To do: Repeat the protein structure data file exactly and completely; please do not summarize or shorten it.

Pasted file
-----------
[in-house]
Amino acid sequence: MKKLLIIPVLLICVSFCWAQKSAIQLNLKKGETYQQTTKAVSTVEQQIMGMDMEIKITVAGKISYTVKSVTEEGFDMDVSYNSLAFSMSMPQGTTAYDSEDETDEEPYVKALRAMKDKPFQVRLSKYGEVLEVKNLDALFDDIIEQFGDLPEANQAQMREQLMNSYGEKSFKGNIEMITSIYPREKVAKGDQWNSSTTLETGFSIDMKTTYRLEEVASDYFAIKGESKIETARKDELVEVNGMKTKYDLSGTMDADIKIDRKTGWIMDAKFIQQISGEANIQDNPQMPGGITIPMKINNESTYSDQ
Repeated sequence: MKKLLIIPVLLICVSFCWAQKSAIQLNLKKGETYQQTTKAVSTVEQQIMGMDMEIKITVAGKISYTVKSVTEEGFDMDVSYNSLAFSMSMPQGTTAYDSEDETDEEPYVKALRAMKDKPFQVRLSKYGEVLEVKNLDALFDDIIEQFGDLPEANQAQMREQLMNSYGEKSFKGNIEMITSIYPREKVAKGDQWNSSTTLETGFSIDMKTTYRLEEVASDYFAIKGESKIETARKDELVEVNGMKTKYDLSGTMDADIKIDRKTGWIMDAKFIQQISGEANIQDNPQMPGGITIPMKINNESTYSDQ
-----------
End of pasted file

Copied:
[in-house]
Amino acid sequence: MKKLLIIPVLLICVSFCWAQKSAIQLNLKKGETYQQTTKAVSTVEQQIMGMDMEIKITVAGKISYTVKSVTEEGFDMDVSYNSLAFSMSMPQGTTAYDSEDETDEEPYVKALRAMKDKPFQVRLSKYGEVLEVKNLDALFDDIIEQFGDLPEANQAQMREQLMNSYGEKSFKGNIEMITSIYPREKVAKGDQWNSSTTLETGFSIDMKTTYRLEEVASDYFAIKGESKIETARKDELVEVNGMKTKYDLSGTMDADIKIDRKTGWIMDAKFIQQISGEANIQDNPQMPGGITIPMKINNESTYSDQ
Repeated sequence: MKKLLIIPVLLICVSFCWAQKSAIQLNLKKGETYQQTTKAVSTVEQQIMGMDMEIKITVAGKISYTVKSVTEEGFDMDVSYNSLAFSMSMPQGTTAYDSEDETDEEPYVKALRAMKDKPFQVRLSKYGEVLEVKNLDALFDDIIEQFGDLPEANQAQMREQLMNSYGEKSFKGNIEMITSIYPREKVAKGDQWNSSTTLETGFSIDMKTTYRLEEVASDYFAIKGESKIETARKDELVEVNGMKTKYDLSGTMDADIKIDRKTGWIMDAKFIQQISGEANIQDNPQMPGGITIPMKINNESTYSDQ